Wider-leg denim may be trending amongst the fashion pack, but skinny jeans are at the center of a new legal battle involving QVC. According to a lawsuit filed on Monday in U.S. District Court for the Eastern District of Pennsylvania, Skinny Brand Jeans LLC – you guessed it, the maker of … skinny jeans – and its founder Catherine Hart allege that after pitching its jeans to QVC, the home shopping network knocked off the “slimming fabrication and slimming wash pattern” that is unique to its New York-based brand.

Skinny Brand Jeans alleges that back in September 2013, its founder Catherine Hart met with QVC to “demonstrate the slimming fabrication and wash pattern of her premium slimming denim line called SkinnyJeans®, and to pitch a version of the premium-priced, domestically-made slimming jeans that would sell at a price point well above the low-end jeans [that were] being sold on QVC.”

The brand claims that at the time, “QVC’s market was saturated with low price, low quality in-house brands of denim, and there was large, unfulfilled market for better, higher-quality jeans.” This is a void that Hart believed Skinny Brand Jeans could fill with its denim, which is unique due to Hart’s “innovative idea of taking the light and dark [color] values created naturally over time by wearing a jean and employing them to ‘photoshop’ or contour the body.” Such varying uses of color “makes the legs appear thinner … and longer, [and] essentially creates a very effective illusion of a slimmer body.”

Just weeks after Hart’s meeting with QVC, the shopping network filed to register a trademark for “How Slimming” for use on its own in-house brand, something that Hart says she did not learn until several years later.

 image: Skinny Brand Jeans patent drawing (left) & its jeans (right)

image: Skinny Brand Jeans patent drawing (left) & its jeans (right)

In March 2014, Skinny Brand Jeans entered into a licensing deal with QVC. In exchange for a fee, “Skinny Brand Jeans granted a license to QVC to manufacture and sell a lesser-priced version of its American-made slimming jeans to be called ‘SkinnyJeans2®.’” As part of the deal, Hart was contractually obligated to take part in an array of design meetings between 2013 and 2015 during which she taught QVC staff “exactly how to replicate each detail of its American-made premium slimming jeans [including how to properly execute the slimming wash pattern] in a lower-priced Chinese-made version using Chinese denim for SkinnyJeans2.”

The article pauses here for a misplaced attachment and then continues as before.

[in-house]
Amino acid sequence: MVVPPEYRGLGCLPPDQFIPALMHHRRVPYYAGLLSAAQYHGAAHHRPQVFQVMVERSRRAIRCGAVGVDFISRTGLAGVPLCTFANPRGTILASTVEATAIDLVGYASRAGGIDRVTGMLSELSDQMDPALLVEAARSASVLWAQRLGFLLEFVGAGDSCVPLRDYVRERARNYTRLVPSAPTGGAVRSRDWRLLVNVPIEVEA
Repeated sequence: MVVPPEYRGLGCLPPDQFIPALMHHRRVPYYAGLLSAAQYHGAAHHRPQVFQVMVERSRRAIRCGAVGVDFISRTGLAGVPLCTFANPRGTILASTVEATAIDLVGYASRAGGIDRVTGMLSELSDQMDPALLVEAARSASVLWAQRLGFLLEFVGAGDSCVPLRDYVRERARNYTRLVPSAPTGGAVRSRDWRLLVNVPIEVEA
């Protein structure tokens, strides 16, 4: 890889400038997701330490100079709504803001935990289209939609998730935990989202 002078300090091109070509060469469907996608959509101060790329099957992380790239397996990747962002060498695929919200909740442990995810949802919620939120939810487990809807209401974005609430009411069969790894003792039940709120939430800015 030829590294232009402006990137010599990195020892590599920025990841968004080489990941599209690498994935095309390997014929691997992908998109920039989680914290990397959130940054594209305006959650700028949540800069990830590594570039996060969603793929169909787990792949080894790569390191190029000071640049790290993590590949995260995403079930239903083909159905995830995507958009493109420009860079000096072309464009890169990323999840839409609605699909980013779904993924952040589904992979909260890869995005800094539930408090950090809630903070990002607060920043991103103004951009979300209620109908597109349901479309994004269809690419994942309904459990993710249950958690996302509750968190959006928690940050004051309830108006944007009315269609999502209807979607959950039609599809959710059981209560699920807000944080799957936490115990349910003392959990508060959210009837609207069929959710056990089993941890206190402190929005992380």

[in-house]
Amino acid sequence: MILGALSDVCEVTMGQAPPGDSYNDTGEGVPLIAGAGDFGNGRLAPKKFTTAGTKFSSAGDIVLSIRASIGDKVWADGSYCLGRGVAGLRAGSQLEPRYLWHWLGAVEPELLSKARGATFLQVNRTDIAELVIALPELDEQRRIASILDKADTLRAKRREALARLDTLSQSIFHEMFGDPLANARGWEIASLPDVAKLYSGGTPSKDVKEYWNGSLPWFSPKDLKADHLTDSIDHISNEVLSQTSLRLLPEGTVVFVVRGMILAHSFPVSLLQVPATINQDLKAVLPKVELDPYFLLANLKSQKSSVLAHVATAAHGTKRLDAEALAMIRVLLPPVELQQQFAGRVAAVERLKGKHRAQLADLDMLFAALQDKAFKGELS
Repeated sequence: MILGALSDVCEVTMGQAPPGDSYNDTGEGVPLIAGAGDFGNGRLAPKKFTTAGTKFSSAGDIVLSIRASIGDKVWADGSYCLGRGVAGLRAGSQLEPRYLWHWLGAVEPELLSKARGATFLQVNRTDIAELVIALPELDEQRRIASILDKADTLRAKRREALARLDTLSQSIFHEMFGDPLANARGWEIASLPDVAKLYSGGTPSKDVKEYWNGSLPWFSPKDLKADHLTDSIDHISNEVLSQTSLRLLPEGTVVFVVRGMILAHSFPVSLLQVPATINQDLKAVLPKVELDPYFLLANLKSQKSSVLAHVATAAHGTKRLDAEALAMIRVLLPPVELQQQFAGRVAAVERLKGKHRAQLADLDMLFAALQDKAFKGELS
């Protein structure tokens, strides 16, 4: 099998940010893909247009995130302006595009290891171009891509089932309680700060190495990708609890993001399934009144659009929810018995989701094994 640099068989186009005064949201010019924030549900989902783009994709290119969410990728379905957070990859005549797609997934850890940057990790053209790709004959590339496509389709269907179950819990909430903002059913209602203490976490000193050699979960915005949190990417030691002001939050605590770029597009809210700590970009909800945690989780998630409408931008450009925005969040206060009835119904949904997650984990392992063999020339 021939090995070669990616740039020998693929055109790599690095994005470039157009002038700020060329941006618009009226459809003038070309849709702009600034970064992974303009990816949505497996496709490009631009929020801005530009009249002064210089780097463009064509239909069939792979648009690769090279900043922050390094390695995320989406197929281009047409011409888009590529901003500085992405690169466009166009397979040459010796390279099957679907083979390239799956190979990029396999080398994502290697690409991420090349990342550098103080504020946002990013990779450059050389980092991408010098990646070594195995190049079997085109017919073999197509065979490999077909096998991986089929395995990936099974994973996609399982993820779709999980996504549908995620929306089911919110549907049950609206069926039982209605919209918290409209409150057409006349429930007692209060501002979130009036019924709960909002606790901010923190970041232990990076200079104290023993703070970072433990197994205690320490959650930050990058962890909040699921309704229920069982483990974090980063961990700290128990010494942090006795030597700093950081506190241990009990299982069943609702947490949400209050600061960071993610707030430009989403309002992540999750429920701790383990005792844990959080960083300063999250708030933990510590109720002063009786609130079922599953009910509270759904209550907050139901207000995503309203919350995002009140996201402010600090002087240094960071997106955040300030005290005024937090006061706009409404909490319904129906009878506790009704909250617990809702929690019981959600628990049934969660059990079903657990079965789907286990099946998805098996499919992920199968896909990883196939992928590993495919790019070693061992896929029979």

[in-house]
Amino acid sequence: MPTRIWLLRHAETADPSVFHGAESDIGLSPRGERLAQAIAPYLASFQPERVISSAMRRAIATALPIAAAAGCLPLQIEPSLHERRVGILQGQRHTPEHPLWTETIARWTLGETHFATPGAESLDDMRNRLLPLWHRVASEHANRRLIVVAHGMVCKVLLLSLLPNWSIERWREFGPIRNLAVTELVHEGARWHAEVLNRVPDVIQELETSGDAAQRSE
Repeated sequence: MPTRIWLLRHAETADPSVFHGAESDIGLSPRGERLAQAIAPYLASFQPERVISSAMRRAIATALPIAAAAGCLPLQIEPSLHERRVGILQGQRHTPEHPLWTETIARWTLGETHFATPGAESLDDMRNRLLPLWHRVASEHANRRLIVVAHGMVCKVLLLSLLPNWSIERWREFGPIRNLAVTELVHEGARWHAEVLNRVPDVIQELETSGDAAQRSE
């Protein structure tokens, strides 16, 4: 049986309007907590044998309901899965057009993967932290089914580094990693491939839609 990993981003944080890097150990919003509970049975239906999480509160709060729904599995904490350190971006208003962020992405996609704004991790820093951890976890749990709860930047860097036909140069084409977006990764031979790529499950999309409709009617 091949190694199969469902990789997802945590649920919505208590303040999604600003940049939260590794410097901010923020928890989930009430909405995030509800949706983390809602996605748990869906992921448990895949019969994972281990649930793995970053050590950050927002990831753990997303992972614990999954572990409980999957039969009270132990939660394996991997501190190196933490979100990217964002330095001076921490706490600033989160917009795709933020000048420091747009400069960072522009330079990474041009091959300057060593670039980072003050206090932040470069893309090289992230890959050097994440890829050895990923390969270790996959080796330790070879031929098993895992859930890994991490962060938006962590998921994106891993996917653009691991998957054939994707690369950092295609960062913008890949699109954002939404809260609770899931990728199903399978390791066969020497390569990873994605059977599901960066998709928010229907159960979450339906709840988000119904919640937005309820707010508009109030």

The SkinnyJeans2 collection ultimately made its debut on QVC in late 2014 and sold out immediately. According to Skinny Brand Jeans’ complaint, the first round of sales resulted in a waitlist that called for an increase of “200 percent of the first production level.”

It is against this background that 6 months later QVC allegedly “stole Skinny Brand Jeans wash pattern and put the slimming wash pattern on its in house branded jeans called G.I.L.I,” prompting Hart to file federal copyright registrations for the “two-dimensional depiction of the innovative, non-functional and separable image of the wash pattern on denim.”  

Hart alleges that in addition to copyright infringement, “the theft by QVC of Skinny Brand Jeans’ wash pattern and [the placement] on its in house branded G.I.L.I. products” amounts to trade dress infringement since “Skinny Brand Jeans’ unique, innovative, [and] distinctive slimming wash pattern is … recognizable as a Skinny Brand Jeans’ product,” and “likely causes confusion among consumers” as to the source of the jeans.

As a result of such “willful, intentional and purposeful, in disregard of and with indifference to [Skinny Brand Jeans’] rights” by QVC, Hart is seeking an array of monetary damages, including punitive damages, statutory damages, treble damages, attorney’s fees and full costs and expenses in connection with the sale of QVC branded products which “unlawfully used Skinny Brand Jeans’ designs, copyrights, trade dress and other Intellectual property.”

Note: If you are perplexed by the alleged “non-functionality” of Skinny Brand Jeans’ asserted copyright and trade dress rights, both of which make specific mention of the “slimming” benefits of the design (an inherently functional effect), you are not alone. (For more about such functionality, Christopher Buccafusco and Jeanne Fromer’s  Star Athletica amicus brief is worth a read).

A spokesman for QVC told TFL, “As our standard practice, QVC is unable to comment on pending litigation.”

* This case is called Skinny Brand Jeans LLC and Catherine Hart v. QVC, Inc., 2:18-cv-02011-JCJ (E.D.Pa).